The latest account pretending to be the reclusive No Country for Old Men author is actually fake.

Every few years, it seems, Twitter users become enamored by the possibility that one of the greatest living American novelists has finally joined the social media platform that so many authors use to promote their work. But EW can confirm, once again, that Cormac McCarthy is still not on Twitter.

The celebrated author of dark American novels like The Road, Blood Meridian, and No Country for Old Men rarely gives interviews or engages in publicity of any kind, aside from one TV interview with Oprah Winfrey in 2007 and one print interview with The New York Times in 1992. McCarthy's absence from the public eye has created an aura of mystery around him, and a thirst to know what's on his mind and what makes him tick.

Cormac McCarthy
Cormac McCarthy
| Credit: Jim Spellman/WireImage

Perhaps this is why when @CormacMcCrthy tweeted last Friday, it turned more than a few heads. "My publicist is on my case about my infrequent use of this infernal website," the person behind the seemingly verified account tweeted. "He says engagement is down and so are metrics and something something who cares. There I wrote a tweet. Are you happy now Terry."

The tweet earned more than 122,000 likes, and author Stephen King responded jovially, which seemed like a potential confirmation of authenticity.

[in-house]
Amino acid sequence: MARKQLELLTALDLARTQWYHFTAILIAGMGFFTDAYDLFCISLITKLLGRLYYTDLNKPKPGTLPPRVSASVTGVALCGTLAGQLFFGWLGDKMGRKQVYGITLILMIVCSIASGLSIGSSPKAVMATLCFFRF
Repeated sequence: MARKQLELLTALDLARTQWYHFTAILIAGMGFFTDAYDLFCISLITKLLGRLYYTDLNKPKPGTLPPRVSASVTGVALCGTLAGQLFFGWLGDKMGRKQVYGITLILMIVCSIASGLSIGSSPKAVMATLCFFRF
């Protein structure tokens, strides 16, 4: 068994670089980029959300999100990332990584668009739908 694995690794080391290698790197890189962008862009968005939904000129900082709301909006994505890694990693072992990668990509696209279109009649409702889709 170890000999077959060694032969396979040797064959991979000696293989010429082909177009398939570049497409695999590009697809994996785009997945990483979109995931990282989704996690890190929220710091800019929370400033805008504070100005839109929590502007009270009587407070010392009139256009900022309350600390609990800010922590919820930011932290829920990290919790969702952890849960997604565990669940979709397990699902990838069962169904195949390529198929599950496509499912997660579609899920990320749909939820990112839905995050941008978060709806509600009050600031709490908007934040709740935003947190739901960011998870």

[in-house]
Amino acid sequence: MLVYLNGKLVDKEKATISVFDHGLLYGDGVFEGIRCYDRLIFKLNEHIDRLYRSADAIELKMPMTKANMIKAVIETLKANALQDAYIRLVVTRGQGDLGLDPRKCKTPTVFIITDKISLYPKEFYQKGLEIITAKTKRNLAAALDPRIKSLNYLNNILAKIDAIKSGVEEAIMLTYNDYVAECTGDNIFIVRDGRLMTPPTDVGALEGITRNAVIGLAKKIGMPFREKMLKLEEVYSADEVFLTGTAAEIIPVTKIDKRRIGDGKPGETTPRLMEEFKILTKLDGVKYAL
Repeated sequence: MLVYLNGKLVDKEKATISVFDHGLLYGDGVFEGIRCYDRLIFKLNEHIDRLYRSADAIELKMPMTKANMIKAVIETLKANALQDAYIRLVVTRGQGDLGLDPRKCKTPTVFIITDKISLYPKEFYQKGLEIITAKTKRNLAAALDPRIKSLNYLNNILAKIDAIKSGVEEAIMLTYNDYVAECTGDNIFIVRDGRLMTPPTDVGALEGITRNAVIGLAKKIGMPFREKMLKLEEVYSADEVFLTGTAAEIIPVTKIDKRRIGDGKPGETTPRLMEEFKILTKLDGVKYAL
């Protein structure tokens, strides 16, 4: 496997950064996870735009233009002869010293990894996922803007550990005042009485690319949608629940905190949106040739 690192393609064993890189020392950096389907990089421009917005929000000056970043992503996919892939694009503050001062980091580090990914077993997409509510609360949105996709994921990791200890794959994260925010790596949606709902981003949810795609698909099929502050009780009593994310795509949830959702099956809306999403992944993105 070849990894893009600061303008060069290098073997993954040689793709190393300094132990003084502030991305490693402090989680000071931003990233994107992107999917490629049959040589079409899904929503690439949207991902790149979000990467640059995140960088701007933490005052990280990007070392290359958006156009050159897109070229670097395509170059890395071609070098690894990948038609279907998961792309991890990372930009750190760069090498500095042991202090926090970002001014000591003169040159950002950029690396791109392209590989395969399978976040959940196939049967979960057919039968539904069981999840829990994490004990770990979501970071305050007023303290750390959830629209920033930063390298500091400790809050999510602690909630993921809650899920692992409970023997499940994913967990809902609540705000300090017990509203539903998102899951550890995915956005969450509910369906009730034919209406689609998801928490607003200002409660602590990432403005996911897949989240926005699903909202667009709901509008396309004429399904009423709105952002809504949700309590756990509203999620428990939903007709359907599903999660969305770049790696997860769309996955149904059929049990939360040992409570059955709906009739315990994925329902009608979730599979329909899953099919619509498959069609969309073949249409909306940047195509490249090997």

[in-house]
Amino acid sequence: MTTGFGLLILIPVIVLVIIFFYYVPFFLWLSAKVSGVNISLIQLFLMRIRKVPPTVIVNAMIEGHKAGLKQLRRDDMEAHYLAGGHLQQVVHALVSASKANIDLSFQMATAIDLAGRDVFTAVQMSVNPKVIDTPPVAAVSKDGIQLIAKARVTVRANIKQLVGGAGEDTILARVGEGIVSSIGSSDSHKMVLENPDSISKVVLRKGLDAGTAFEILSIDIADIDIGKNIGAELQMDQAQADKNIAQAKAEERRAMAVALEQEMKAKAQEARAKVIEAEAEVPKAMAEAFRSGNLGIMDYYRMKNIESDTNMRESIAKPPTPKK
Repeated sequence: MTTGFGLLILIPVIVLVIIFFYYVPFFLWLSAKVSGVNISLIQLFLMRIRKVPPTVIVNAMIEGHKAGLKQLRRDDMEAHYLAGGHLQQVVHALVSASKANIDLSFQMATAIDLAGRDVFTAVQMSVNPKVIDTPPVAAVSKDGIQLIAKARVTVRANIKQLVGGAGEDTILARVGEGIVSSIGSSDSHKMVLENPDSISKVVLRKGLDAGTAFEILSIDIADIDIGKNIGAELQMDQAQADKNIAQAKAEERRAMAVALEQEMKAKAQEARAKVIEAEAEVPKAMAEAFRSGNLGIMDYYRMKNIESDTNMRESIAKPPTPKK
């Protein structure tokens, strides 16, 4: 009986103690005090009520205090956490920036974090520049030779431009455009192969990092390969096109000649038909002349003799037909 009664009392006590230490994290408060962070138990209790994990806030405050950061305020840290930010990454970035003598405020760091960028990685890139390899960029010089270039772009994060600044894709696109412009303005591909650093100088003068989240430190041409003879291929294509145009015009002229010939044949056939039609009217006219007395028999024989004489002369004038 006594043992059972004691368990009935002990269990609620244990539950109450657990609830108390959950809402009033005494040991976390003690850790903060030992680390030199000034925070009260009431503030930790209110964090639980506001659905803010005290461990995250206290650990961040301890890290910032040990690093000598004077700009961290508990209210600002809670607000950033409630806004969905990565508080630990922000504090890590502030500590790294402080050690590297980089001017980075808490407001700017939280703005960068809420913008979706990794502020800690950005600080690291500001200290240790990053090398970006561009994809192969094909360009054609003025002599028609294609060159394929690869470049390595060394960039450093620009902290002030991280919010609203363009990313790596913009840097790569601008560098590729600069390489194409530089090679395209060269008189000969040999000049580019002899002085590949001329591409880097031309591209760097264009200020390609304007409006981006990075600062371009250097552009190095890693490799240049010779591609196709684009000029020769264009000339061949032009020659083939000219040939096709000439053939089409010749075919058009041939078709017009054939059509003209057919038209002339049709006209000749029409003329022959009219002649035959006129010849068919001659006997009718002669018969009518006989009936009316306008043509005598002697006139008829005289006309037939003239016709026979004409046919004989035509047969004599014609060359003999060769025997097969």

The sparse punctuation is in keeping with McCarthy's literary style — but the account isn't legit. McCarthy's real agent is Amanda Urban, not "Terry," and though she did not respond to EW's request for comment, she did confirm to The New York Times that this account "is definitely not Cormac."

McCarthy's publisher, Penguin Random House, did respond to EW's request, saying that yes, indeed, "The account is fake."

What made the saga even more confusing was that Twitter briefly gave @CormacMcCrthy a vaunted blue check mark, which is meant to signal authenticity, before taking it away again. But in a statement to the Times, a Twitter spokesperson confirmed, "The account referenced was verified by mistake and that has since been reversed."

This is not the first time a Twitter account has falsely pretended to be McCarthy, which means it probably won't be the last.

Back in 2015, EW confirmed with McCarthy's publisher that the account @cormacmccarthyw was not really him. A year later, in 2016, another rogue account pretended to be McCarthy's publisher and falsely announced his death. That, too, was debunked, as the 88-year-old author remains alive and well.

We can only wait with bated breath for the next McCarthy Twitter hoax — or maybe, just maybe, an appearance from the man himself.

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